Then check the detailed internal picture via the “Detail” then “Internal picture” of “Original Equipment-09/04/2018” compared to “Class II Permissive Change 10/28/2020”, it shows that the first version uses “IPQ8074 002” and the new version use “IPQ8074A 000”. We can also see from NetGear official support download portal have “RAX120 V2” there, also nowadays there is no announcement say, the product cannot support OFDMA something.

        For AX89X kinds of differences here. He reuses the same FCC ID of “GT-AX6000” so from the internal picture it still indicates as “IPQ8074 002”. And from FCC or disassembly photo I still see IPQ8074 002 there.

        So I think maybe the CPU of AX89X has been upgraded silently. Still need more information to confirm this.

        • Like I said, don’t worry too much about the technicalities. But it’s your call. There’s no need to share anymore info on your decision making process. 🙂

  22. Excellent review Ngo. I currently have an AC88U and an AC68R w/ AIMesh (wireless). Have around 60 to 70 clients in total. In addition, I have 2 Synology servers – DS416Play and DS1019+. Don’t do games, but require high bandwidth for realtime data streaming for trading activities. In addition, i do use a lot of storage for my photography hobby. Looking for an upgrade of the primary node and look at possibly using the current 2 routers as nodes in AI Mesh. I am looking to get either an AX89X or AX11000. Would appreciate your recommendations based on the following:
    1) I cannot do a wired backhaul for both the current routers, but possibly can do a wired backhaul between the new router and the AC88 (or AC68) by running a cable. My preference is to keep it wireless to avoid running an exposed cable between the routers. What would you advise?
    2) I have a guest network enabled for all my devices – one for 2.4 and one for 5Ghz. Can i have a similar one enabled using either of the new routers? I have read a review in Amazon that indicated that having a guest network on AiMesh with 89X as a primary and other Asus routers as nodes did not work.
    3) What would be your recommendation to connect the Synology servers on the new router? Currently i have both of them connected to the LAN ports on the AC88.
    4) Any pointers with regards to efficiently set up (especially the 89X since it does not restore the config from the current router)?


    • Hi Raghu. You can call me Dong.

      1. Running cable is the way to go. Do it.
      2. It works with the RT-AX89X with the latest firmware that supports AiMesh 2.0. You only have one system-wide Guest network per band. More in this post.
      3. Use the fastest network port or Link Aggregation. I’d recommend getting a server with a 10Gbps adapter and use it with the RT-AX89X.

      • Thank you Dong. Appreciate the quick response.

        As regards #3 above, getting another server might be an overkill for me at this time since the 2nd Synology server was purchased by me just earlier this year I will probably go with the fastest LAN ports for now (unless you recommend the USB instead).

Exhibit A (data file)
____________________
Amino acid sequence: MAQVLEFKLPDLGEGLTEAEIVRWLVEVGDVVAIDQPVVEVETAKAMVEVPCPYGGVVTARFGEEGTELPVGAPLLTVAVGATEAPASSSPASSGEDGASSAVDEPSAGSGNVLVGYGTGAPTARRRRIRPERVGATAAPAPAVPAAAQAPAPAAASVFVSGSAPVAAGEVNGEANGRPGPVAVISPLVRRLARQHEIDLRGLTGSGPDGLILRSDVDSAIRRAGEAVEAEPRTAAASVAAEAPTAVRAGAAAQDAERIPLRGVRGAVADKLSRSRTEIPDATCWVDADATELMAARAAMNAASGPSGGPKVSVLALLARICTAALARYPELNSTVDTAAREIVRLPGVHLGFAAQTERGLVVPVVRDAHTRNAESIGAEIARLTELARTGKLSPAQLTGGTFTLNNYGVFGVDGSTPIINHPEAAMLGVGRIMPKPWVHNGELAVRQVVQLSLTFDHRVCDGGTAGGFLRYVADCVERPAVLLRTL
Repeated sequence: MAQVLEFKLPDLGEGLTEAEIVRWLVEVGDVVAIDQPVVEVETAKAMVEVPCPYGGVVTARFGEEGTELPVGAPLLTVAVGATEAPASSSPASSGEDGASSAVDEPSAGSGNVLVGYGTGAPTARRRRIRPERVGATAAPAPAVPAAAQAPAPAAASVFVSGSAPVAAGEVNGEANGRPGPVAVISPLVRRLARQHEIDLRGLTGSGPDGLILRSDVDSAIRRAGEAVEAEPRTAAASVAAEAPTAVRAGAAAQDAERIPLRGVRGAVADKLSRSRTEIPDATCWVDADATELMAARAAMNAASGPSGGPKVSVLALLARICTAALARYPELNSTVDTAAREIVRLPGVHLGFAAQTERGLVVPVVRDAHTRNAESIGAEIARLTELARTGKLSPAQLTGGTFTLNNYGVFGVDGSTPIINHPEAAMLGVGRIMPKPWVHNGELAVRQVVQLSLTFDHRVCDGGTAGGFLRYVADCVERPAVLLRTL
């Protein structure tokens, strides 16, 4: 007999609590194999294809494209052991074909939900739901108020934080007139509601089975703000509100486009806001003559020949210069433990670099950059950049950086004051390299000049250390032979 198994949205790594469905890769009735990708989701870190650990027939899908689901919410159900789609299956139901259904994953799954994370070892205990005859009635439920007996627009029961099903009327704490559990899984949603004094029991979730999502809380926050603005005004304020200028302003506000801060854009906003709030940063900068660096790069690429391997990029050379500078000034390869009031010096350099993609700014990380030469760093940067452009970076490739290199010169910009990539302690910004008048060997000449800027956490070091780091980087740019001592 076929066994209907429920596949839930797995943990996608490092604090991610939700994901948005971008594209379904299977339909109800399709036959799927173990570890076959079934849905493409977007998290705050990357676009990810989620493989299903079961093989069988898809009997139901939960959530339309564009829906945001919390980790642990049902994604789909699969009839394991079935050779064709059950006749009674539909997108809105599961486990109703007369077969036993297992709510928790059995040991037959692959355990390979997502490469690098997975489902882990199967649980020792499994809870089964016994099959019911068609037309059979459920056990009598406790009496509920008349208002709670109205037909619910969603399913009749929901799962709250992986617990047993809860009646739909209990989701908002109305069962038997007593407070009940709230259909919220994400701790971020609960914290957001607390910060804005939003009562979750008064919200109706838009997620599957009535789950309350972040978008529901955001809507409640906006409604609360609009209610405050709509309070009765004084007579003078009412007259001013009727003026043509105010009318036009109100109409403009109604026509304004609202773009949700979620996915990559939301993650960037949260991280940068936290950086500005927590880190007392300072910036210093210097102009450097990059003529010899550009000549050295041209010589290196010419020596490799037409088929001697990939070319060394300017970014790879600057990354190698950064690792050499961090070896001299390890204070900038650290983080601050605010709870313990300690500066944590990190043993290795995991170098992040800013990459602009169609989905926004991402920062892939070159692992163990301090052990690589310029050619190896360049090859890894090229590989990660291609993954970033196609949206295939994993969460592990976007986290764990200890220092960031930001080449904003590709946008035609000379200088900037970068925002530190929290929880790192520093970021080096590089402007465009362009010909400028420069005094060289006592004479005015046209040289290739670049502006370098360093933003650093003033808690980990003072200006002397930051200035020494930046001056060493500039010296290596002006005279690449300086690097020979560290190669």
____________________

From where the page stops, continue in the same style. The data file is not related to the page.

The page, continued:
Overall based on the workloads that I mention above, would you recommend a 89X or the 11000?


        • Then just go with Gigabit or Link Aggregation for your NAS. I’d go with the RT-AX89X but mostly because it has two 10Gbps ports.

          • Thank you Dong. One follow up question – is there any way to use the SFP+ port on the 89X? For example, if i want to connect the Synology 1019, would a SFP adapter suffice? Is there anything specific to be aware of?

            Can the SFP+ port be used to link up another router node using an adapter?

      • Dong,

        I just got Fiber optic 10G service but my Asus AX89X router throttles wired speed down to 1.6G! Any thoughts? I’ve tried tweaking all the router settings?

  23. Great review, this steered me to replace my previous Aimesh with two new RT-AX89X, one main Router and the other Aimesh NODE connected by ethernet backhaul.

    I’ve benchmarked 1800Mb wireless speeds on both ROUTER and NODE using 5Ghz. I also see 900Mb ethernet speeds using the 1Gb LAN 1-8 ports on the ROUTER. However, the problem is I am only seeing 300-400Mb maximum speeds on the NODE’s 1Gb 1-8 LAN ports. This is less than half the speed it should be and affects all client devices and cables plugged into the NODE’s 1-8 LAN ports.

    I have also taken the RT-AX89X being used as the NODE, and reformatted it and set it up as a standalone ROUTER while the original RT-AX89X ROUTER was turned off. In this configuration it was able to achieve the correct speeds in both wireless and 1Gb LAN ports. I could benchmark 1800Mb wireless speeds and 900Mb Ethernet speeds for client devices, so the hardware itself appears fine (in this mode).

    I then reformatted this RT-AX89X and added it back as an Aimesh NODE, and it went back to the same problem. The RT-AX89X ROUTER has correct wireless and 1Gb LAN port speeds, while the RT-AX89X NODE only has correct wireless speeds, and 1gb Lan ports are very slow (300-400Mb).